7. I've never heard it put that way-- cognitive distortions protect our dopamine. I'm very familiar with the distortions. I tend to use "all or nothing" thinking, or "black and white." It was damaging in my first few reboots. Any failure to stay absolutely clean was the fuel my self-critic needed to drag me down.
  8. forlorn

    forlorn Member

    Good observation. I've experienced a v similar thing.

    It was useful for me to analyse the above list of distortions in order to bring them into my conscious awareness.

    I've been anxious over the last few days due to concerns over a lack of work (money). I'm spending increasing amounts of time home alone looking for ways to fill the time. At times I feel helpless and I'm ashamed to admit to my wife the reality of how quiet my work is at the moment. However I'm not going to allow my distorted thinking to drag me into a porn trap. Instead I'm using this free time effectively - to learn new skills, to exercise consistently, to keep on top of housework, to eat healthily.
    Saville likes this.
  9. forlorn

    forlorn Member

    When I last relapsed 30 days ago, I was involved with a woman online. It lasted about a week where I was paying for her attention in a series of private messages. I clicked back on her social media profile recently and saw that she has posted a couple of public messages to taunt me. She's trying to bait me into relapsing so I pay her again. I'm a little annoyed and I know I shouldn't even look at her profile but I'm a little worried this person could expose me.

    During that week I got a rush of dopamine every time my phone pinged with a notification. I'm not falling into that trap again.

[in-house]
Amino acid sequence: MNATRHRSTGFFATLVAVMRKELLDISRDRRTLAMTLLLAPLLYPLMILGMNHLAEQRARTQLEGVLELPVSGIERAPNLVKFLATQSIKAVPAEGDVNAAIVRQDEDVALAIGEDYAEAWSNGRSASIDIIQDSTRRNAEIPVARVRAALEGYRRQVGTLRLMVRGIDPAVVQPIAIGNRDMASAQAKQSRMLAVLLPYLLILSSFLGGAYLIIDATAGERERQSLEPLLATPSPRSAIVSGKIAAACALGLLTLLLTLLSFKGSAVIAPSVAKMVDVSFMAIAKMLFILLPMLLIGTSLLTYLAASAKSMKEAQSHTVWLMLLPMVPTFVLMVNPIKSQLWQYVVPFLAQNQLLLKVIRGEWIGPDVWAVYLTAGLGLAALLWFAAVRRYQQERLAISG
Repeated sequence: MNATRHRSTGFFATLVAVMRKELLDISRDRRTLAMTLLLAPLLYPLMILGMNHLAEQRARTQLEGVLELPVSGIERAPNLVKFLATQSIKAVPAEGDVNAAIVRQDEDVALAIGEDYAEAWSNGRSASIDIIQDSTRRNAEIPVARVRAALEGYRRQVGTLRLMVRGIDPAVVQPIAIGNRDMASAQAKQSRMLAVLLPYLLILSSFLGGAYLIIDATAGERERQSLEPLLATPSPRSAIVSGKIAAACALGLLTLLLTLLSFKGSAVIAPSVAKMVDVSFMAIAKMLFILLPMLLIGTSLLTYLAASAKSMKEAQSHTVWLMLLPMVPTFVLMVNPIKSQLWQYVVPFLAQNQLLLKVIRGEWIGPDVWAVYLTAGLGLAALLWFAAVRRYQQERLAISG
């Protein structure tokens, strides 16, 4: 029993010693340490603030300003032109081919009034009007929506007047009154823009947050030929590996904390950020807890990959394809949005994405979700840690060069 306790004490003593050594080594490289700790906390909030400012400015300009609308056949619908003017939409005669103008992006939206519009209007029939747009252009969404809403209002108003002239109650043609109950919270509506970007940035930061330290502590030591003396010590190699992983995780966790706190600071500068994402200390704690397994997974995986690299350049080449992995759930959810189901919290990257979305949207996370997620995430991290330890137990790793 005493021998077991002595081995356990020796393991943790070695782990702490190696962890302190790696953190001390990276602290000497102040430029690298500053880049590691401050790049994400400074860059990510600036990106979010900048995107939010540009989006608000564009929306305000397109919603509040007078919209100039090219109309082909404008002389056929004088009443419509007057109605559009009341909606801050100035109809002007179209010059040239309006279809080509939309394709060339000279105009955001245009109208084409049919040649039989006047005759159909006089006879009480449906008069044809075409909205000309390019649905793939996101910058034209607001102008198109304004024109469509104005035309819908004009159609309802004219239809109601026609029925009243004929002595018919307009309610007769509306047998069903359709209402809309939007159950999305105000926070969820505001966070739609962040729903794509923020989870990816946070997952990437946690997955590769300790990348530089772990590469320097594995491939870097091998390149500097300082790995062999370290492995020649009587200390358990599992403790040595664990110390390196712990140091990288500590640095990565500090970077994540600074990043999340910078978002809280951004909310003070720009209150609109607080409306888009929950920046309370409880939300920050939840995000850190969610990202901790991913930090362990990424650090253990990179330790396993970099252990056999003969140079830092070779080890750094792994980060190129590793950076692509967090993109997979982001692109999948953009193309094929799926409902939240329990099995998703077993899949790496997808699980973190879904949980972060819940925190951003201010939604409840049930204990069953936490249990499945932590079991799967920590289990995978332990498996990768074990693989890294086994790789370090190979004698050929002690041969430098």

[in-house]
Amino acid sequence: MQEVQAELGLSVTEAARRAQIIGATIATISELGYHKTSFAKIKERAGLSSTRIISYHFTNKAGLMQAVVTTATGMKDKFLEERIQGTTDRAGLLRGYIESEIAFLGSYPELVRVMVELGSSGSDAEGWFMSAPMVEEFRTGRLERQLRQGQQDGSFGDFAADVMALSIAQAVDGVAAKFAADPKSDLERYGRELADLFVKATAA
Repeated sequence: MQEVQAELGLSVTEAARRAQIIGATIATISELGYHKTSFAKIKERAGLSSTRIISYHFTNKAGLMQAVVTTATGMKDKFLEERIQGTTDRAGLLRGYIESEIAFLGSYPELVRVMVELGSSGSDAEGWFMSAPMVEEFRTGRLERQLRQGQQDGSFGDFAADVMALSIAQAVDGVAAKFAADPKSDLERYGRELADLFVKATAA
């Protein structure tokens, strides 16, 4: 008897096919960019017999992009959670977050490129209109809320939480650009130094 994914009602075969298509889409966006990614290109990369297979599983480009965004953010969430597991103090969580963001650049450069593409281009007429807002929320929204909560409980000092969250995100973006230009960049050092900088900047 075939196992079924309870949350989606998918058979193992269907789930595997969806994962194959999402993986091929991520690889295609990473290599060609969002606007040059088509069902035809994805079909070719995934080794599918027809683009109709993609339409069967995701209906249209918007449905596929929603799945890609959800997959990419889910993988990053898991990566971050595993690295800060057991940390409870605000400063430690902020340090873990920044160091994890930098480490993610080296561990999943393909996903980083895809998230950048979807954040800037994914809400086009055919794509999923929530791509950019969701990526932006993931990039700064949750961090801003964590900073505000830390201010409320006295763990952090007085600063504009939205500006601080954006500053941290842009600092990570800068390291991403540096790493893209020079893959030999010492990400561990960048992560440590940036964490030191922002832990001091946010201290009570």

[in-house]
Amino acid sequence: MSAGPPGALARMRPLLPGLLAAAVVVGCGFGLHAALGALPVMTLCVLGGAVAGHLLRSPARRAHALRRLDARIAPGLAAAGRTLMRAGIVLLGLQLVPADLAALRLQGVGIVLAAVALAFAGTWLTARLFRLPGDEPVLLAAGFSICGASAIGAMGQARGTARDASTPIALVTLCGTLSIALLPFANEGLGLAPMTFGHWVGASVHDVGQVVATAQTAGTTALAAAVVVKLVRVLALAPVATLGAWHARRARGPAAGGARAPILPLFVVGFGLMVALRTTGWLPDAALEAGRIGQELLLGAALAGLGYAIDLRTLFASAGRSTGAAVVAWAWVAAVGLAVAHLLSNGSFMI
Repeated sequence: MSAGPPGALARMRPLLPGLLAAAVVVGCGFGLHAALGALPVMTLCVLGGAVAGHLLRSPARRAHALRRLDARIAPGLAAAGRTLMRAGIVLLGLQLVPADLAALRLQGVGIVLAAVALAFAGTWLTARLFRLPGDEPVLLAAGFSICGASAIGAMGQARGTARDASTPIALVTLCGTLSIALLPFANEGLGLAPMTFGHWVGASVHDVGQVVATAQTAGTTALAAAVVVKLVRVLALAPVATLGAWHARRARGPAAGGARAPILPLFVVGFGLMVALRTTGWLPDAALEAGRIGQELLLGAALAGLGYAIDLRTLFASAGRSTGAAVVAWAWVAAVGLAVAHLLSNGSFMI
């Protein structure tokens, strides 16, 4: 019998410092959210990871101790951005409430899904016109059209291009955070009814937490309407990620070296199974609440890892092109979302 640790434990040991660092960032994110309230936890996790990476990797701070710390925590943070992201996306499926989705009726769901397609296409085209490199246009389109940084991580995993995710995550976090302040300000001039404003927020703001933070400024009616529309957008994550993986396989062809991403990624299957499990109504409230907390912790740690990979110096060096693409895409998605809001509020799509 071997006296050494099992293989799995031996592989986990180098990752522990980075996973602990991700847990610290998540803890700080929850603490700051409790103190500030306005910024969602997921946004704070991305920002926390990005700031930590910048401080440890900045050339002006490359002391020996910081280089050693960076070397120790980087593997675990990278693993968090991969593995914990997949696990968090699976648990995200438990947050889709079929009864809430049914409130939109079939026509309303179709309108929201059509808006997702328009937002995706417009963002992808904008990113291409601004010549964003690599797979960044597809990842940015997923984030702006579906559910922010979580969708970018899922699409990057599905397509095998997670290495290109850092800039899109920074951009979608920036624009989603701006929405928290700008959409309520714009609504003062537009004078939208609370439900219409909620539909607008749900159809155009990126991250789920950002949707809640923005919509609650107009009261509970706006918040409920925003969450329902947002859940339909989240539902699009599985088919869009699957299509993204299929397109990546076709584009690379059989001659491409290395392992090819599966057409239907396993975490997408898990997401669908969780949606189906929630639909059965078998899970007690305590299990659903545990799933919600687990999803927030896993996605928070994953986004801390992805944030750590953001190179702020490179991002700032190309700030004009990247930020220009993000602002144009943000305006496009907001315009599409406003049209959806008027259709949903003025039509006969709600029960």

The negative consequences of that week far outweighed the temporary escapism. I lost money, self respect, put myself at risk of being exposed, I couldn't look my partner in the eye, my work suffered, I was a fucking mess. I'm not going back to that hell.
  10. forlorn

    forlorn Member

    If I can reach a period of abstinence long enough to 'reset' the neural pathways in my brain, it is good progress but that alone is not enough. I still have underlying issues to resolve (performance anxiety, PE, self esteem issues and a whole bunch of other stuff). I need to remind myself that this is a journey. Part of the journey involves trying to change the way I behave and the way I view the world. With that in mind, over the following few weeks I will try to adapt aspects of my behaviour. This won't be easy so I'll focus on a couple of statements at a time and gradually build on it

    Practice being more comfortable with closeness and intimacy (be mindful of trying to relax more in relationships to counter feelings of avoidance/fear; resist feelings of wanting to run away. Stay with it and notice how easy/safe it really is.

    Work on NOT worrying about being left or being alone - it's normal in life to be on your own sometimes - enjoy your independence and own company and engage in enjoyable activities while you can

    Be positive about yourself and remind yourself with frequent self affirmations that you are a good person and worthy of being loved.
    Libertad, Gilgamesh and Saville like this.
  11. Saville

    Saville Well-Known Member

    Love everything you wrote above! :)